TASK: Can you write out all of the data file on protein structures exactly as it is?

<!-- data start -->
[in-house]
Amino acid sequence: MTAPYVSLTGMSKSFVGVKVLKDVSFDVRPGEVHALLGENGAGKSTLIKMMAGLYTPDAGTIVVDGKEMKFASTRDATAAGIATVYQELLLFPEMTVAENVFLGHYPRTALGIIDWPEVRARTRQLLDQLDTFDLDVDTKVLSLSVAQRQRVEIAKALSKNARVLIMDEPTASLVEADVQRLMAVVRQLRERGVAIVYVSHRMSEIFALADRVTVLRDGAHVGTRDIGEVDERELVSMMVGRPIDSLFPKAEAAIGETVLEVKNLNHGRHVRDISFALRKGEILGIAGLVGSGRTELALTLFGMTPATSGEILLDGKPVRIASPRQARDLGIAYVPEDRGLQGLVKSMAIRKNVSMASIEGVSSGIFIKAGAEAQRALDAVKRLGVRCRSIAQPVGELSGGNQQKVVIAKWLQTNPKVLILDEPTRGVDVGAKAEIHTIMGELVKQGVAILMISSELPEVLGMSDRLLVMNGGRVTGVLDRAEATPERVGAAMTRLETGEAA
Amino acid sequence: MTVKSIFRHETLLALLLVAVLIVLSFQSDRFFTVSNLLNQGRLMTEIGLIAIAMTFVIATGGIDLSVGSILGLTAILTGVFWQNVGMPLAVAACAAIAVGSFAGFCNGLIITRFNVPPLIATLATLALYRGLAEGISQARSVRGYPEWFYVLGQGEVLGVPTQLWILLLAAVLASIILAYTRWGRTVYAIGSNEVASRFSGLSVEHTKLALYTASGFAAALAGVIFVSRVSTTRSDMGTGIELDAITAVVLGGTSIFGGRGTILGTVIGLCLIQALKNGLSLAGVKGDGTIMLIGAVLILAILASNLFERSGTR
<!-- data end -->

[in-house]
Amino acid sequence: MTAPYVSLTGMSKSFVGVKVLKDVSFDVRPGEVHALLGENGAGKSTLIKMMAGLYTPDAGTIVVDGKEMKFASTRDATAAGIATVYQELLLFPEMTVAENVFLGHYPRTALGIIDWPEVRARTRQLLDQLDTFDLDVDTKVLSLSVAQRQRVEIAKALSKNARVLIMDEPTASLVEADVQRLMAVVRQLRERGVAIVYVSHRMSEIFALADRVTVLRDGAHVGTRDIGEVDERELVSMMVGRPIDSLFPKAEAAIGETVLEVKNLNHGRHVRDISFALRKGEILGIAGLVGSGRTELALTLFGMTPATSGEILLDGKPVRIASPRQARDLGIAYVPEDRGLQGLVKSMAIRKNVSMASIEGVSSGIFIKAGAEAQRALDAVKRLGVRCRSIAQPVGELSGGNQQKVVIAKWLQTNPKVLILDEPTRGVDVGAKAEIHTIMGELVKQGVAILMISSELPEVLGMSDRLLVMNGGRVTGVLDRAEATPERVGAAMTRLETGEAA
Amino acid sequence: MTVKSIFRHETLLALLLVAVLIVLSFQSDRFFTVSNLLNQGRLMTEIGLIAIAMTFVIATGGIDLSVGSILGLTAILTGVFWQNVGMPLAVAACAAIAVGSFAGFCNGLIITRFNVPPLIATLATLALYRGLAEGISQARSVRGYPEWFYVLGQGEVLGVPTQLWILLLAAVLASIILAYTRWGRTVYAIGSNEVASRFSGLSVEHTKLALYTASGFAAALAGVIFVSRVSTTRSDMGTGIELDAITAVVLGGTSIFGGRGTILGTVIGLCLIQALKNGLSLAGVKGDGTIMLIGAVLILAILASNLFERSGTR